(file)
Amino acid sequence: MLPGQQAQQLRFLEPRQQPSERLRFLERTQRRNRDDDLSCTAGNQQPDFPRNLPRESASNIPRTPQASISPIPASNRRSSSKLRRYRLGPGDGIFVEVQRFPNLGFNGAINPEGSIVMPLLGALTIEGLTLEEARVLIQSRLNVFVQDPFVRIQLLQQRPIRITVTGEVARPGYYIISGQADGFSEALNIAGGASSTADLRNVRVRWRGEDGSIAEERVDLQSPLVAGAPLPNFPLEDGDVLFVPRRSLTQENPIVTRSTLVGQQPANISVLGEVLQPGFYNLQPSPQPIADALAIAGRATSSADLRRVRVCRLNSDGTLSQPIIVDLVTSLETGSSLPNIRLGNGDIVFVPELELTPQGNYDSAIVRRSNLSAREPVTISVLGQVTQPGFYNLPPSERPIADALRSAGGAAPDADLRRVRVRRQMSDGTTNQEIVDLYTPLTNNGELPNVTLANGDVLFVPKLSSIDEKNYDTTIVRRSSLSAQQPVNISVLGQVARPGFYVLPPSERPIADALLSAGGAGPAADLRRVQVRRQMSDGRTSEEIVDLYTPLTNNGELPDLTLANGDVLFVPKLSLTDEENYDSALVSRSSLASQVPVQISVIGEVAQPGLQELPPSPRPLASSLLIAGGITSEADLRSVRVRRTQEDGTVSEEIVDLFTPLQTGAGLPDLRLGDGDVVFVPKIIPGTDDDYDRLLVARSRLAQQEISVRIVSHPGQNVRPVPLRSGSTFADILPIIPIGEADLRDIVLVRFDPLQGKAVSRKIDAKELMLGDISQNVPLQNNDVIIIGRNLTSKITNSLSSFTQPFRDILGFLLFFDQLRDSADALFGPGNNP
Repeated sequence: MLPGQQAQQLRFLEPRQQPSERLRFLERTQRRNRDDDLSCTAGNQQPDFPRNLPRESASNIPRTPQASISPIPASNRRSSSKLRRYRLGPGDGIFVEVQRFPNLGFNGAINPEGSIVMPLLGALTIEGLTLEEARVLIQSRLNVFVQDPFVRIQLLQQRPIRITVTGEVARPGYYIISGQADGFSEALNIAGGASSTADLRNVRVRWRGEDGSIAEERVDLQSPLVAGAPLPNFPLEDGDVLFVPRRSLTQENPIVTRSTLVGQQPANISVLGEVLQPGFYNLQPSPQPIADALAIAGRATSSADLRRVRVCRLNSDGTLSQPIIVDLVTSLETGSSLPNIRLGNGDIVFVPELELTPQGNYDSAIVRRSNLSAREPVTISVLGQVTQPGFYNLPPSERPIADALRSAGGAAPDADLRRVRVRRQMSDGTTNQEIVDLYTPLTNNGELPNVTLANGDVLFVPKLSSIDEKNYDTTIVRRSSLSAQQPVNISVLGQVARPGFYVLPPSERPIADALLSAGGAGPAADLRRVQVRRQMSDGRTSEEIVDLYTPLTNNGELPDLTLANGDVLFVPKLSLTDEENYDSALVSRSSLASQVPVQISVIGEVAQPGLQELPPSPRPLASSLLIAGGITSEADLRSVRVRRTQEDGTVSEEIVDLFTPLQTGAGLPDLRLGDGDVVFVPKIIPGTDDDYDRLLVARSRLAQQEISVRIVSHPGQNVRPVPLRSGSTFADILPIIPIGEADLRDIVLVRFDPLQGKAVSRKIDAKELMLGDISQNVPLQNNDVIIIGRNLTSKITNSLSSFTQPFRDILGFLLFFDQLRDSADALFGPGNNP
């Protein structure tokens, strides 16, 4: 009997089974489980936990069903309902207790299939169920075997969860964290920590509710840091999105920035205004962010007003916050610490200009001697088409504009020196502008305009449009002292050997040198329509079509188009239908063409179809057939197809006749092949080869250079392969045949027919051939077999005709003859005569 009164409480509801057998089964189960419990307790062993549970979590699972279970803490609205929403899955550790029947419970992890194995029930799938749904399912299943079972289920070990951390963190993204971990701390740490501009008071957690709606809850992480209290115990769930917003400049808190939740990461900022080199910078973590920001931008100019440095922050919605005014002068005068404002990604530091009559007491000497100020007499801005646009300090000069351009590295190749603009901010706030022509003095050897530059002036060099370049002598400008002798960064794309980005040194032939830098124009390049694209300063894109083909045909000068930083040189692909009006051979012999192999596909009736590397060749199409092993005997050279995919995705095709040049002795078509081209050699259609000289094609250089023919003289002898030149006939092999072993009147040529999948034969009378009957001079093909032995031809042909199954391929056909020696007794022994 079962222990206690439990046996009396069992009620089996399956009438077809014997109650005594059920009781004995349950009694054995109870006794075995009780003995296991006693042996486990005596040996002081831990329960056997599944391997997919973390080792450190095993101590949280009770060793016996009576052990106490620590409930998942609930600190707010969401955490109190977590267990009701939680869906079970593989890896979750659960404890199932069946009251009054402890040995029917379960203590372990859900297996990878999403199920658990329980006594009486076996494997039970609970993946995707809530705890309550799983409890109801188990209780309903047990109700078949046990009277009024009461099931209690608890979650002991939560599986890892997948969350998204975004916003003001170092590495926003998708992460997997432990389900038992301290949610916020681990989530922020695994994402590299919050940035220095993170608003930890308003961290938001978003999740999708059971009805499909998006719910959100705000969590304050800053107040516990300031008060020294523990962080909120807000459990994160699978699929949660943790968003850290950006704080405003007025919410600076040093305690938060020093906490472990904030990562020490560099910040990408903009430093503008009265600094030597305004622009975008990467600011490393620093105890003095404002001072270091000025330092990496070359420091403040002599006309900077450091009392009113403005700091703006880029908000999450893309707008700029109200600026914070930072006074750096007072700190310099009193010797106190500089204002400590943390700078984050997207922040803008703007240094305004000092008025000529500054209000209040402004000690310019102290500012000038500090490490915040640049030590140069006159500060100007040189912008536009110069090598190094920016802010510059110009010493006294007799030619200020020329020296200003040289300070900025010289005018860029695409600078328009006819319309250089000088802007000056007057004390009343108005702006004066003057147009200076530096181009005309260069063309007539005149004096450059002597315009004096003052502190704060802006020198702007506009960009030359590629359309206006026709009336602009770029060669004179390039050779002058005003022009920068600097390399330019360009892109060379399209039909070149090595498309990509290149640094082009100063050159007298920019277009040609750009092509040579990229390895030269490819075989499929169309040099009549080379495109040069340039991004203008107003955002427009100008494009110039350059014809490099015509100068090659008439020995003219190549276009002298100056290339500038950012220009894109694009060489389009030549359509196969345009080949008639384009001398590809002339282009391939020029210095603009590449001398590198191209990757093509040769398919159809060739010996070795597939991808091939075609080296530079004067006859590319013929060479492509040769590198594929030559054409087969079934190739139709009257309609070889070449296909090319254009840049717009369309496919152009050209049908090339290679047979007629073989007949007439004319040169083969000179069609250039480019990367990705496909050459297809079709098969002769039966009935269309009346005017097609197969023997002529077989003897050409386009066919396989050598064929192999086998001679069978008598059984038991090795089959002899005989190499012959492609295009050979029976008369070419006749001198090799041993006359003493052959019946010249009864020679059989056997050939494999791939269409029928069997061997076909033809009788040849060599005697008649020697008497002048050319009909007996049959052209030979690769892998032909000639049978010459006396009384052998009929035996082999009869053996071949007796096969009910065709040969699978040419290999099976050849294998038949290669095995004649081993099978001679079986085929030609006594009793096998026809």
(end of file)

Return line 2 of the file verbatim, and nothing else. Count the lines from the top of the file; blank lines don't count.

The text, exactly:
Repeated sequence: MLPGQQAQQLRFLEPRQQPSERLRFLERTQRRNRDDDLSCTAGNQQPDFPRNLPRESASNIPRTPQASISPIPASNRRSSSKLRRYRLGPGDGIFVEVQRFPNLGFNGAINPEGSIVMPLLGALTIEGLTLEEARVLIQSRLNVFVQDPFVRIQLLQQRPIRITVTGEVARPGYYIISGQADGFSEALNIAGGASSTADLRNVRVRWRGEDGSIAEERVDLQSPLVAGAPLPNFPLEDGDVLFVPRRSLTQENPIVTRSTLVGQQPANISVLGEVLQPGFYNLQPSPQPIADALAIAGRATSSADLRRVRVCRLNSDGTLSQPIIVDLVTSLETGSSLPNIRLGNGDIVFVPELELTPQGNYDSAIVRRSNLSAREPVTISVLGQVTQPGFYNLPPSERPIADALRSAGGAAPDADLRRVRVRRQMSDGTTNQEIVDLYTPLTNNGELPNVTLANGDVLFVPKLSSIDEKNYDTTIVRRSSLSAQQPVNISVLGQVARPGFYVLPPSERPIADALLSAGGAGPAADLRRVQVRRQMSDGRTSEEIVDLYTPLTNNGELPDLTLANGDVLFVPKLSLTDEENYDSALVSRSSLASQVPVQISVIGEVAQPGLQELPPSPRPLASSLLIAGGITSEADLRSVRVRRTQEDGTVSEEIVDLFTPLQTGAGLPDLRLGDGDVVFVPKIIPGTDDDYDRLLVARSRLAQQEISVRIVSHPGQNVRPVPLRSGSTFADILPIIPIGEADLRDIVLVRFDPLQGKAVSRKIDAKELMLGDISQNVPLQNNDVIIIGRNLTSKITNSLSSFTQPFRDILGFLLFFDQLRDSADALFGPGNNP